She affirms she’s not sure how she would have made her drawn-out education happen, given her stage of family life, had it not been for AU. She commends the institution’s open-online learning format for making it possible for her to keep on going—albeit in an “altered sense.”
So how does a mother of three juggling a Master’s program with a part-time practicum make it all work?
“Because I can do this whenever I want—family commitments notwithstanding—and under the parameters of when things are due,” she explains.
“Whether it’s doing my assignments at 4 a.m., before everyone gets up, or bringing my books with me to a soccer practice and reading and article or two there—for me it has really worked in terms of the way I like to learn.”
Her advice to future alumni on how to stay connected to AU is simple: “Never forget how lucky you were.”
Alumni that want to make a difference, she suggests, should, upon graduating, really reflect on the whole AU package—to have been fortunate enough to experience the institution’s open-online learning format, and to recognize that value as they move into their future lives and careers.
“Think about everybody who makes AU happen,” Kelava ponders.
“Its collective resources—the faculty, staff, the learning culture—together it has allowed so many students to reap the reward of an Athabasca University education.”
Whether it’s doing my assignments at 4 a.m., before everyone gets up, or bringing my books with me to a soccer practice and reading and article or two there—for me it has really worked in terms of the way I like to learn. ~Kathleen Kelava, AU Future Alumni award recipient
More words from the wise
Having won the award for fabulous future alumna, we asked Kelava what it is about AU that makes her want to continue contributing and being a proactive ambassador when it comes to future AU initiatives.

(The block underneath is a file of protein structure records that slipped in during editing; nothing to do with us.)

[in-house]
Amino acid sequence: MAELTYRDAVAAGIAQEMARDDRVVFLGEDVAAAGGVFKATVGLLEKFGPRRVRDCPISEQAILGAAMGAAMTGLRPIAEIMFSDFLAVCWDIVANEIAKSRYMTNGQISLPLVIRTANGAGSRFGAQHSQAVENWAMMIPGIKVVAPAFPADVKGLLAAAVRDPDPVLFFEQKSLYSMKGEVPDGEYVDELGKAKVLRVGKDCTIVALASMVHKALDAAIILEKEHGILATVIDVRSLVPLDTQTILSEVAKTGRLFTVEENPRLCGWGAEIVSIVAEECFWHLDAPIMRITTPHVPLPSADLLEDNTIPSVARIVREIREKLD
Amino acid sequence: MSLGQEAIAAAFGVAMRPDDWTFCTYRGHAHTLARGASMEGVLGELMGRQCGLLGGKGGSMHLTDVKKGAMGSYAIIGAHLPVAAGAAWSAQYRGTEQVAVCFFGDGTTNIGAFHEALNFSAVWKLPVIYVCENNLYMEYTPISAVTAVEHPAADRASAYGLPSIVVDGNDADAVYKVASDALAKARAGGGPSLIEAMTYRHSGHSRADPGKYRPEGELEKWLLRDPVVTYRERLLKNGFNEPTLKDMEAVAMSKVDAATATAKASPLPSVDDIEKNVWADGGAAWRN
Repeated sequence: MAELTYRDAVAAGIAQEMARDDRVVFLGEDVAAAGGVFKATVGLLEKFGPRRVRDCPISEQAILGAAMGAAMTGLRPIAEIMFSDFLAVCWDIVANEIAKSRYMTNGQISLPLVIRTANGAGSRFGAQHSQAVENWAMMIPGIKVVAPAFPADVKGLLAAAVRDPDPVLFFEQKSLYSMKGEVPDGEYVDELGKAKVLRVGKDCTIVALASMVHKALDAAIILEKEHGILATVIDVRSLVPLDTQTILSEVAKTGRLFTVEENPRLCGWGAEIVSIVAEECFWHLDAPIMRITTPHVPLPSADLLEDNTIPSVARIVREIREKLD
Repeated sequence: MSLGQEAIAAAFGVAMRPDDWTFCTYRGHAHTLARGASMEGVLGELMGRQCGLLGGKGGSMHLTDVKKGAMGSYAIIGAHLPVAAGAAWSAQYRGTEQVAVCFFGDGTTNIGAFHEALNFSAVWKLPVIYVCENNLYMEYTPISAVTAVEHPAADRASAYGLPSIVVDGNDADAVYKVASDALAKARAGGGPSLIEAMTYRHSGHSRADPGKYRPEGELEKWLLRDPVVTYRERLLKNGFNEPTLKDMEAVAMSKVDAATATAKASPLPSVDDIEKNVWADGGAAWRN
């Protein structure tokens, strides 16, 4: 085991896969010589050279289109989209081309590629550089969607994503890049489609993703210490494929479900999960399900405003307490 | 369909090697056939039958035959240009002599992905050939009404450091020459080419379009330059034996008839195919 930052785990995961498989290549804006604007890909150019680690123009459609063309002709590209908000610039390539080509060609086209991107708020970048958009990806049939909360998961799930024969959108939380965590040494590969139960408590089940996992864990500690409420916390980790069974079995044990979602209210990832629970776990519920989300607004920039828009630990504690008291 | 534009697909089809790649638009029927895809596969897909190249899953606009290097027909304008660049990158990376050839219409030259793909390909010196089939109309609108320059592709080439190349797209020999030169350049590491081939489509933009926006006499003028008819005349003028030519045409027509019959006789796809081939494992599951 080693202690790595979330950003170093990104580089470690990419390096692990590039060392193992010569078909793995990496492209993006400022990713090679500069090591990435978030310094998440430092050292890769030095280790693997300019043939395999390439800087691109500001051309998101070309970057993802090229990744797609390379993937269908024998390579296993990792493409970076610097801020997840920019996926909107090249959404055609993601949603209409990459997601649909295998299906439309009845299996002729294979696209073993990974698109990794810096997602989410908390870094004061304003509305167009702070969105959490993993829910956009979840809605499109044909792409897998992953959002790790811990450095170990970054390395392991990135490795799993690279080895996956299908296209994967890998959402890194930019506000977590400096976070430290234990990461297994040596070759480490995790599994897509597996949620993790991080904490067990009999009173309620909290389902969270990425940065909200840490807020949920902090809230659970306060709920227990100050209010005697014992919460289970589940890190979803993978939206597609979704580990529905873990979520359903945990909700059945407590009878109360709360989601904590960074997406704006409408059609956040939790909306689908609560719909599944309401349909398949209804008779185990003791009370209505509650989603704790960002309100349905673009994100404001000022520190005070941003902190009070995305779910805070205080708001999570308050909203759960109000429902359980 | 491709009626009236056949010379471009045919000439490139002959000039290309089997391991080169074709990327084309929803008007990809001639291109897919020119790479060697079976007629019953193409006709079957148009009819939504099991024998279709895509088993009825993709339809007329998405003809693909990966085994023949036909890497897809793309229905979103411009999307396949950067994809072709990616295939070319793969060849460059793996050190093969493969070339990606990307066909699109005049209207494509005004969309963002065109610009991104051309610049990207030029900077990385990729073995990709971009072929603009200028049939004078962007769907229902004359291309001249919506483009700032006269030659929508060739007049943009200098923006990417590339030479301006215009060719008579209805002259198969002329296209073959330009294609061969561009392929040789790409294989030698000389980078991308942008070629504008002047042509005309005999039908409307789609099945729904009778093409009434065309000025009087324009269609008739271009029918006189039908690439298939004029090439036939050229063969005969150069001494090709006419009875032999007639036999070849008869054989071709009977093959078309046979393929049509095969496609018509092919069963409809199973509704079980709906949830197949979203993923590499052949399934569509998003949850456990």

Her answer is straightforward and from the heart.
“It comes back to that whole gratitude thing. I can’t tell you how many times I’ve just reflected on the fact I’ve been able to accomplish everything I did because of what AU is and stands for,” says Kelava.
AU = Opportunity
“AU stands for opportunity—providing the opportunity for those who are driven to better themselves in some capacity, whether it’s education or personal development.”
Moreover, she adds, it’s the opportunity to be able to make that happen “without having to irreparably sacrifice the other areas of our lives.
“So you can still have a career, you can still have a family, you can still volunteer or get involved in your community or personal commitments of any sort. And you can make this happen because the AU format of open-online enables that to occur.”
Since her award category is “Future Alumni,” we felt it apropos to ask Kelava what she hopes to see in terms of new AU innovations down the road.
She posits she sees the potential for the continued development new undergrad- or grad programs.
“Given the way that social media and online learning are encapsulated in our new wave of technology, I think there are so many opportunities for what, at one time, weren’t available, or even possible in this format. Those can be explored and, hopefully, implemented.”
AU stands for opportunity—providing the opportunity for those who are driven to better themselves in some capacity, whether it’s education or personal development.
It’s all of the above, which Kelava says makes it easy to want to continue contributing after she’s graduated. To fellow AU graduates/future alumni she suggests:
- Get involved in some capacity, whatever that is.
- Network with new colleagues, professional peer groups, and new friends; spread the word about AU’s unique and open program
- Contribute financially when the time is right; or
- Contribute in a “tactical sense,” says Kelava. “Perhaps there’s an opportunity to organize a fundraising drive. Any of those types of things really help to build upon the foundation that AU has already established, in a really strong way.”
As for her own academic future, she has no plans for “un-juggling.”
Says Kelava: “If it were offered and appropriate to my learning, I would love to continue on to a doctoral program—through Athabasca University, again.”